The former wife of an Australian property developer has challenged the prenuptial agreement which limited her divorce settlement.
Her ex-husband was worth between $18 million (£10.7 million) and $24 million (£14.3 million) before his death in 2014. They met online in 2006 while she still lived in an undisclosed country in the Middle East. She did not know English well at the time but he spoke her language. The next year he flew out to meet her in person, promising he would marry her if they liked each other.
Prior to the couple’s wedding she signed a prenuptial agreement, which are referred to as “binding financial agreements” in Australia. This put a $50,000 (£29,842) cap on what she would be entitled to if they divorced. Although he was a very wealthy man, he told her: “My money is for my children”.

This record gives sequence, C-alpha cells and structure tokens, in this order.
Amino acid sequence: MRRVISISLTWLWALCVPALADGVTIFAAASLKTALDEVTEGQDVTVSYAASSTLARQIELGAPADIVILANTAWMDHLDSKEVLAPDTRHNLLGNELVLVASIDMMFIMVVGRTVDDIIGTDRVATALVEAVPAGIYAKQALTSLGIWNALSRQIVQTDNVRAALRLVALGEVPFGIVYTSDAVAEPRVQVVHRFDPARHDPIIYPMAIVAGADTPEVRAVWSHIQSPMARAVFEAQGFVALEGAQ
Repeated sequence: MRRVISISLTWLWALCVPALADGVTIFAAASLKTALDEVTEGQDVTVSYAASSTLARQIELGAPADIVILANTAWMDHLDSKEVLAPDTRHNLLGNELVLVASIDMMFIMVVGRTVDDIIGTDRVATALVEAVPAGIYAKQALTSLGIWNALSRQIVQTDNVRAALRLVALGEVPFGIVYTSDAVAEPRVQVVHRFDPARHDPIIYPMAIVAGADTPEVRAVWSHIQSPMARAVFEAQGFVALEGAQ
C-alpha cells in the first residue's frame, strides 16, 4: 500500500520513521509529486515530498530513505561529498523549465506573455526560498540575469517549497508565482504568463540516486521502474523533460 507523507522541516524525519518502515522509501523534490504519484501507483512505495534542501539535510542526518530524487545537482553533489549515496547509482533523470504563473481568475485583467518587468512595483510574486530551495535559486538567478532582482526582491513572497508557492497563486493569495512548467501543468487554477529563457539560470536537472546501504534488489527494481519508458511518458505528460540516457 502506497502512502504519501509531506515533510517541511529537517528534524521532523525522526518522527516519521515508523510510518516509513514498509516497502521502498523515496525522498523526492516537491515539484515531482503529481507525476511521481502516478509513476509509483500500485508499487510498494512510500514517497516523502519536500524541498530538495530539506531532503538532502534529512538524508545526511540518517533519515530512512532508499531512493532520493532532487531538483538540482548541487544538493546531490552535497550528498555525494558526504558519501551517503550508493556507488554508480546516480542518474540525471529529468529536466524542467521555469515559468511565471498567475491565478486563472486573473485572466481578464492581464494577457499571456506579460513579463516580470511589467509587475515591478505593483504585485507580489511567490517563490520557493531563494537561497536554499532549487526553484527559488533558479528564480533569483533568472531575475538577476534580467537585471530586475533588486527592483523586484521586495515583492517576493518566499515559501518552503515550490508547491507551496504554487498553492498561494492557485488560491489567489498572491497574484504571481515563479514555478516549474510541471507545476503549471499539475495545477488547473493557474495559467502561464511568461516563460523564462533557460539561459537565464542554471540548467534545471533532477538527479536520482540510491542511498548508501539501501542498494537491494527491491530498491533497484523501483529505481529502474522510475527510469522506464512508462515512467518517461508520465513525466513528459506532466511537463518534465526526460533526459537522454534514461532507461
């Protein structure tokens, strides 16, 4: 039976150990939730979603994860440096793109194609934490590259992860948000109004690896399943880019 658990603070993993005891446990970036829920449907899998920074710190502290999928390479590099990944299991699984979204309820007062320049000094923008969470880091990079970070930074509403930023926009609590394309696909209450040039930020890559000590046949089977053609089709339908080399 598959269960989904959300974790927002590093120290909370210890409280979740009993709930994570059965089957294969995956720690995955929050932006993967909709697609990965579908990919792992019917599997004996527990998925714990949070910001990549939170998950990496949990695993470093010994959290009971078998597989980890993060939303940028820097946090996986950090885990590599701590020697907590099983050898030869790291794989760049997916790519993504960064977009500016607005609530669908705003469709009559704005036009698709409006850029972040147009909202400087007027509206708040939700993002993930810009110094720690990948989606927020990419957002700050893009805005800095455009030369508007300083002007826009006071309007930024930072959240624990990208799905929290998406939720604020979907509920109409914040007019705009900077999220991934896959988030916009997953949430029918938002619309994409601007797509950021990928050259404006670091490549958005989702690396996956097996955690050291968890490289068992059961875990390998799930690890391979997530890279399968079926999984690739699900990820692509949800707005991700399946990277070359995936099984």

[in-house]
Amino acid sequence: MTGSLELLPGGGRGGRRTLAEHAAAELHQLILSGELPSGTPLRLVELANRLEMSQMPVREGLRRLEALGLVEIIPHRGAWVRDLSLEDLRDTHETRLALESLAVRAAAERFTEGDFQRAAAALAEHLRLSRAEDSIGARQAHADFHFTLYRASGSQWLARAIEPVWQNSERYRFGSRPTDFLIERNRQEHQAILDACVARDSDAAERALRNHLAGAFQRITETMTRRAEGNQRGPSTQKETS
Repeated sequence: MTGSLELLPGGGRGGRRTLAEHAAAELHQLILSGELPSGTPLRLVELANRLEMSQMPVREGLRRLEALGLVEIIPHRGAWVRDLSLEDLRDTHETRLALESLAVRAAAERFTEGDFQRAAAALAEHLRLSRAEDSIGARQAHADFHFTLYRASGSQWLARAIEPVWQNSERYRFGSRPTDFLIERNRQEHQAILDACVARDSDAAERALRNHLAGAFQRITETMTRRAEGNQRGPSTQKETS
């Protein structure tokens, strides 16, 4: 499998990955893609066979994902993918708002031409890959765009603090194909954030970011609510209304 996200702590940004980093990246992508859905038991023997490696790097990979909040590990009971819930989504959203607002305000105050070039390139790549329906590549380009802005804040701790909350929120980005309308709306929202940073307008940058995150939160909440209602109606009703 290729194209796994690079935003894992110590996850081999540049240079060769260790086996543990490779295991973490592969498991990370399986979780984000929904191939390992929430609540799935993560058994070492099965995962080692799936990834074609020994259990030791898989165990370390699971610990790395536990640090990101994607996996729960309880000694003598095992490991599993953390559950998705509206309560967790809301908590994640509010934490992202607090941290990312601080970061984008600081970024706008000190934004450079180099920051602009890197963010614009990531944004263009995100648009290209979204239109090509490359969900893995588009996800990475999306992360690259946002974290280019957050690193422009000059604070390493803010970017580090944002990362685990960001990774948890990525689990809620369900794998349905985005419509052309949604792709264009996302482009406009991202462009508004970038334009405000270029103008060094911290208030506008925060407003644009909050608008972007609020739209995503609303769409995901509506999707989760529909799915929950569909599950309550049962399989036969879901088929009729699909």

Their marriage broke down after three years and shortly after they separated, the wife sought to have the prenup overturned. She wanted a $1.24 million (£740,000) settlement including spousal maintenance. The case dragged on even after her ex-husband’s death as his estate continued to fight against the woman’s efforts.
At the Federal Circuit Court she claimed she had been forced to sign the prenup as he had said he would cancel the wedding if she did not. The Court ruled that “every bargaining chip and every power was in [her husband]’s hands” and she did not have any negotiating power. The woman’s “powerlessness [arose] not only from her lack of financial equality, but also from her lack of permanent status in Australia at the time” the Judges declared.
The prenup was overturned but this decision was later reversed on appeal. Now the case is heading to the High Court of Australia, where it is expected to be heard in August. The lawyer representing the wife will argue that the pressure put on her to sign the agreement “whether described as duress, undue influence or unconscionable conduct [was] so overwhelming that it [could not] be resisted”. But the estate’s legal representative is expected to claim that she had legal advice before signing and was not concerned about the amount of money she was entitled to in the event that the couple divorced.